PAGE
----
In mid-July, ISPs in the United States will start aggressively monitoring file sharing by their customers, and when they determine that copyright laws are violated, they will enforce sanctions, such as decreased bandwidth, higher charges, limited access to the web, and denial of service. The ISPs will also most likely turn over their data to the government and to the enforcement arm of the entertainment industry, which could lead to enormous fines and even jail time.

So, what does that have to do with seed boxes?

Well, in addition to seed boxes providing increased upload speed for torrents, some also provide users with secure FTP and/or secure HTTP. What that means is that when you download files via secure FTP and/or secure HTTP from a seedbox, your ISP has no way of knowing what you just downloaded. They will know how much you downloaded, but the contents of that download will be encrypted. And of course, the initial download of the torrent takes place on a server that isn’t yours, providing another layer of privacy.

Then again, that doesn’t do users much good if government entities issue a court order to seed box providers demanding that they turn over their user data, but seed boxes may still provide a thin veil of protection if the seed box server is located in a country with strong privacy protections.

One thing is for sure. Users who insist on file sharing copyright protected materials, such as recent movies and music, will be in for a rude awakening after mid July if they don’t have a seedbox.

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Jazz Getting Unexpected Exposure in Gaming

Sadly, Jazz hasn’t really been a popular art form since the 1940s, when folks danced to swing. Once bebop took hold, jazz took on an intellectual bent, and pretty much stopped being a populist medium.

On the other hand, gaming is hugely popular. According to Wikia.com, the gaming industry has already surpassed the music industry in gross revenue, let alone the paltry market share jazz has.

But there is a silver lining.

Apparently, there are such a thing as jazz games, so some of the folks out there playing games might be exposed to the music we love, get intrigued and hopefully end supporting jazz artists by buying cds or attending concerts.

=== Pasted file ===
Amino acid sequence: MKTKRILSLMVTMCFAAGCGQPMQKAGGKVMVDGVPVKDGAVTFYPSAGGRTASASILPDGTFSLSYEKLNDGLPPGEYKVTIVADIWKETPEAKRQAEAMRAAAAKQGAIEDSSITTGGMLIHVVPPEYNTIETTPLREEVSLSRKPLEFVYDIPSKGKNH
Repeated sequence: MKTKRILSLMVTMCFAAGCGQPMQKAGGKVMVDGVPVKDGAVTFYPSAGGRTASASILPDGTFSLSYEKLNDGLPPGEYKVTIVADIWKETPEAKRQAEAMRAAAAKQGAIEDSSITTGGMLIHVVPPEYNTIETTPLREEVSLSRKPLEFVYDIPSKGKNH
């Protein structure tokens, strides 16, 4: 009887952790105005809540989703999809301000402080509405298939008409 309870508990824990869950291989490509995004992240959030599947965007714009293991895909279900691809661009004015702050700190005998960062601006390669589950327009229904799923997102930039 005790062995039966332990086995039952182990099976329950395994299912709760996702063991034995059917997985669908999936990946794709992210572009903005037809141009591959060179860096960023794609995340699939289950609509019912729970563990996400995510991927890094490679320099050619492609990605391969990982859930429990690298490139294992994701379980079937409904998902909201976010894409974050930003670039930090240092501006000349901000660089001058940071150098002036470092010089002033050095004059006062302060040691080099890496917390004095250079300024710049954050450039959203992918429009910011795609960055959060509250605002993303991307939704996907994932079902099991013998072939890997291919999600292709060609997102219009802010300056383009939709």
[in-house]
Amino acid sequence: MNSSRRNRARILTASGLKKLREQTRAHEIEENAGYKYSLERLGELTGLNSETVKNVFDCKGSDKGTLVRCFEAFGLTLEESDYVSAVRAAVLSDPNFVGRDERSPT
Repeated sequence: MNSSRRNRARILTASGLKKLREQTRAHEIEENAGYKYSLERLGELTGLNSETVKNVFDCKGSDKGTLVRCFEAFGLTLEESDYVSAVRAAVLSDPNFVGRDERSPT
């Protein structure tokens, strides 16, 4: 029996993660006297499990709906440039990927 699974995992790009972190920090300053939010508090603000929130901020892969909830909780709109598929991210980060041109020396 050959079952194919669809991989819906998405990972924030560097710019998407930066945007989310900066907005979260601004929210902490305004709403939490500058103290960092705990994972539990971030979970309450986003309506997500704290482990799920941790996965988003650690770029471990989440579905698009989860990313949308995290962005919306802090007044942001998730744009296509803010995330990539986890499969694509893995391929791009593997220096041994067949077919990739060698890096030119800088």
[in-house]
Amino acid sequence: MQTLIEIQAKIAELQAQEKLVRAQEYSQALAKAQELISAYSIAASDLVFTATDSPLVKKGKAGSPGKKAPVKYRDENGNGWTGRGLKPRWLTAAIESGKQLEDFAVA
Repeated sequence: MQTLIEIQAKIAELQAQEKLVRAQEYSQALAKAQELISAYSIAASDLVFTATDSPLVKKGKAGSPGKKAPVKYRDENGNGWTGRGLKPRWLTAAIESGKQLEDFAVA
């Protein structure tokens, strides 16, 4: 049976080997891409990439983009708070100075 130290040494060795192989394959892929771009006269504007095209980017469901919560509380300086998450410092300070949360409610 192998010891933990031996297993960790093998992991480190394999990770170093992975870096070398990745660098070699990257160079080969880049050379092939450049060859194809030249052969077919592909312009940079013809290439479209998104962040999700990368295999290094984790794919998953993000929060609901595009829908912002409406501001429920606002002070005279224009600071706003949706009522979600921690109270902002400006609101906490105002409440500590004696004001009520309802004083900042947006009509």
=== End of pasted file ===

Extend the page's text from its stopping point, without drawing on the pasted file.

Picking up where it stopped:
Here is a small sampling of some of the jazz oriented games available, along with brief descriptions:

Treble2

Your keyboard is your instrument – can you feel the beat? Test yourself against driving rhythms and complex melodies, and discover awesome new music!

Jazz Man

A music game with three stages. Stage 1; Avoid. Stage 2; Collect. Stage 3: Match. This is a quick music game with jazz music and jazz art.

Jazz Dancer

Tonight you will be attending a live Jazz event as a stage dancer, its your job to come up with the outfit for all the dancers. Use this girl as your model and start creating your perfect outfit for the perfect stage dance. Choose from many different items of clothing, take your time and you will come up with a great outfit.

Suzy Saxophone

Suzy the Jazz Singer knows everything there is to know about jazz instruments. From the piano to the clarinet, she’s been playing the blues before she could stand. Now she’s standing on stage with a crowd just waiting to hear the rhythms she comes up with next!

You get the idea.

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American ISPs to Launch Massive Copyright Spying Scheme on July 12

I happened across an article that I thought might be of interest to my readers, so I’m reprinting it:

American ISPs to Launch Massive Copyright Spying Scheme on July 12
By Stephen C. Webster
Thursday, 15 March, 2012

If you download potentially copyrighted software, videos or music, your Internet service provider (ISP) has been watching, and they’re coming for you.